Spreading "The Grassroots Stimulus Story"

glb_headshotLIVING FOR CHANGE
Spreading “The Grassroots Stimulus Story”
By Grace Lee Boggs
Michigan Citizen, Mar. 29, 2009

This week I am sharing “The Grassroots Stimulus Story,” an article by Susan C. Strong, Executor Director of The Metaphor Project, which helps individuals and groups find the language that evokes the best American values.

As Marshall McLuhan said four decades ago, “The medium is the message.”

Or, as Confucius put it approximately 3000 years ago, “If language is not correct, then what is said is not what is meant; if what is said is not what is meant, then what must be done remains undone; if this remains undone, morals and art will deteriorate; if justice goes astray, the people will stand about in helpless confusion.”

In the media these days there is a lot of talk about the administration’s multi-billion dollar “Stimulus” but little or nothing about what millions of Americans are doing at the local level to live more simply and cooperatively. For example, planting community gardens, walking and biking instead of driving, exchanging skills and services with our neighbors, moving our money from big banks to credit unions, even creating local currencies with local merchants.

Most of these things are being done out of necessity, in order to survive in these hard times. But in the process we are also discovering the power within us to create a new economy that is an alternative to capitalism, based not on money and greed but on caring for one another, at the same time moving our planet in a more hopeful direction.

We not only need to share and spread the stories of these grassroots activities but become part of the movement to build communities and cities of hope. That is the best and maybe only way to keep alive the history-making “Together We Can” spirit of Obama’s presidential campaign.

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“As the wheels of D.C. slowly crank out top-down, compromise solutions for our problems, out in the grassroots some people are taking matters into their own hands. When Republicans decide to make life more miserable for the hardest hit Americans, who dares rely on D.C. alone? Some communities are getting more interested in urban gardening, local cooperatives, or trading and bartering events. Others are banding together to assist those who have been foreclosed out of their homes. Add to this the city and county greening projects already going on, far below the national radar, and you have a burgeoning unreported national trend. And these are just a few of the many bottom-up citizen initiatives possible.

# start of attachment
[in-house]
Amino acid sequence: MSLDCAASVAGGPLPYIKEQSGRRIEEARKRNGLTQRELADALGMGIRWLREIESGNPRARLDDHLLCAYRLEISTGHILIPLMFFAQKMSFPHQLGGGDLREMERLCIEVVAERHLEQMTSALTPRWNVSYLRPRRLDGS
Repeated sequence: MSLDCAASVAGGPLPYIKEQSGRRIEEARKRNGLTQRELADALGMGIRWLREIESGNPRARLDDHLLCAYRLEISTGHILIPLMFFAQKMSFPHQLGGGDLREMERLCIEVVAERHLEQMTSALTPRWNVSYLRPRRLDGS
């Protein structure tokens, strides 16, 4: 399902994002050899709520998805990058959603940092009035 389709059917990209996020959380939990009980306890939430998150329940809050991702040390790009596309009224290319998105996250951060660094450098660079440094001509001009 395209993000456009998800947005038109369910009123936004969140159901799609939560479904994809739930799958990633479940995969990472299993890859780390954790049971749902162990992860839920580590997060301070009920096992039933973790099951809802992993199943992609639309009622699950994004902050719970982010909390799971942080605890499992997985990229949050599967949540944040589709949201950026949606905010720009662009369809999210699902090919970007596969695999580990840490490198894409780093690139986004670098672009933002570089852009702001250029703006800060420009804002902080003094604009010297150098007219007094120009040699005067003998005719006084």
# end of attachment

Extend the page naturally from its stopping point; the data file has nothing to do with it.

“It’s high time the media, online and off, and our government took notice. This could be the biggest recovery story of all. Reporting what’s happening now as a national trend will also help it gather speed. And speed is what we need. Although Washington means to use the economic crisis to jump start a green recovery, we’ll need a lot more than top-down efforts to succeed.

“Fostering bottom-up grassroots solutions is also sound science. Modern ecosystem research shows that collapse can lead to a much healthier order of things, starting close to the ground. Reporting in the latest World Watch magazine (March/April 2009), Thomas Homer-Dixon notes that collapse in nature ‘liberates. . .enormous potential for creativity and allows for novel and unpredictable recombination.’ The emerging pattern is ‘far less interconnected and rigid. . .and far more resilient to sudden shock. ‘It encourages ‘new behaviors and relationships.’

“History shows that human societies follow the same pattern. Our propensity to experiment and invent has always been the key to our survival. But we must actively foster that kind of reorganizing now—before a deeper collapse wipes out what we’ll need to shape a new way of living. We know there are much bigger crises ahead—the end of reasonably priced oil, major global warming ravages, and the onset of serious resource overshoot. Maybe if we get going with a vigorous grassroots transformation now, we’ll be able to ride those storms out too.

“At this point though, the most important thing is the story: collapse can lead to rebirth in more resilient form. Including the grassroots piece of the story is vital. That bottom-up path calls on some of our best national traits too—our innovative, pragmatic, can-do, roll-up-your sleeves style, as we work together, close to home, helping to reinvent a new and healthier economy.”

Click here for the original article with footnotes.

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